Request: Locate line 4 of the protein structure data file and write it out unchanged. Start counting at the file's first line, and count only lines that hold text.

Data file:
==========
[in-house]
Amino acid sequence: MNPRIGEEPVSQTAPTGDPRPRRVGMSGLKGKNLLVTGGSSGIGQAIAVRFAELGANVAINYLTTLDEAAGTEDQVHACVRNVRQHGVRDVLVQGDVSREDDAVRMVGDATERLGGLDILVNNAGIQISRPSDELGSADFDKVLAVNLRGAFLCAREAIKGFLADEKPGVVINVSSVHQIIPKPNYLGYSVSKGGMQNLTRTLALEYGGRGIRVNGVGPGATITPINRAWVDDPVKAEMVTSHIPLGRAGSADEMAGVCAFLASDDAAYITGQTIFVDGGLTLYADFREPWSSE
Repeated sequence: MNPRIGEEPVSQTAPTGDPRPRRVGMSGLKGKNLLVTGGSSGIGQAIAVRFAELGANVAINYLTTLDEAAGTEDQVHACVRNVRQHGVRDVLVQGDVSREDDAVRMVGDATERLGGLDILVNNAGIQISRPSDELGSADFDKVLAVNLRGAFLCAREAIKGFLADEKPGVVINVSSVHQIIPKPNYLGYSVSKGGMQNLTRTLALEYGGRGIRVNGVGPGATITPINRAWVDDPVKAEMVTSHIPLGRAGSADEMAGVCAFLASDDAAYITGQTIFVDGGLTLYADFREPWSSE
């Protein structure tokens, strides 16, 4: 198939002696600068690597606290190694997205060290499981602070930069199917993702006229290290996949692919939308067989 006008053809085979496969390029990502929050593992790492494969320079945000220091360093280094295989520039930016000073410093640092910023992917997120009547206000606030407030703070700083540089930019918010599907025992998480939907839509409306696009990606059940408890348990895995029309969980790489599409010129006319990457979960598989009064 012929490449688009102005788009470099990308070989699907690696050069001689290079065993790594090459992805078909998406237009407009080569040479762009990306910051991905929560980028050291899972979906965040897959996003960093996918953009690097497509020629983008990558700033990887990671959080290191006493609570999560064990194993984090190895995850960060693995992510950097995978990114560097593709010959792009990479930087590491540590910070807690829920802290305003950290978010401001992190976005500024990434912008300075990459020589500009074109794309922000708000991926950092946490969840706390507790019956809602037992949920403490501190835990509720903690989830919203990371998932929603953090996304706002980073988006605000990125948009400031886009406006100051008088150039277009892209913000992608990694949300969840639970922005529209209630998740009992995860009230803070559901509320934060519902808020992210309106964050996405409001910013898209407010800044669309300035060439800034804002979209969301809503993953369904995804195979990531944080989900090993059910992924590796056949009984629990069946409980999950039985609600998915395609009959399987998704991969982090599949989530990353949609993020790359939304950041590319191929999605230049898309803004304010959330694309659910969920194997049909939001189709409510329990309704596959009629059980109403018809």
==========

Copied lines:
């Protein structure tokens, strides 16, 4: 198939002696600068690597606290190694997205060290499981602070930069199917993702006229290290996949692919939308067989 006008053809085979496969390029990502929050593992790492494969320079945000220091360093280094295989520039930016000073410093640092910023992917997120009547206000606030407030703070700083540089930019918010599907025992998480939907839509409306696009990606059940408890348990895995029309969980790489599409010129006319990457979960598989009064 012929490449688009102005788009470099990308070989699907690696050069001689290079065993790594090459992805078909998406237009407009080569040479762009990306910051991905929560980028050291899972979906965040897959996003960093996918953009690097497509020629983008990558700033990887990671959080290191006493609570999560064990194993984090190895995850960060693995992510950097995978990114560097593709010959792009990479930087590491540590910070807690829920802290305003950290978010401001992190976005500024990434912008300075990459020589500009074109794309922000708000991926950092946490969840706390507790019956809602037992949920403490501190835990509720903690989830919203990371998932929603953090996304706002980073988006605000990125948009400031886009406006100051008088150039277009892209913000992608990694949300969840639970922005529209209630998740009992995860009230803070559901509320934060519902808020992210309106964050996405409001910013898209407010800044669309300035060439800034804002979209969301809503993953369904995804195979990531944080989900090993059910992924590796056949009984629990069946409980999950039985609600998915395609009959399987998704991969982090599949989530990353949609993020790359939304950041590319191929999605230049898309803004304010959330694309659910969920194997049909939001189709409510329990309704596959009629059980109403018809």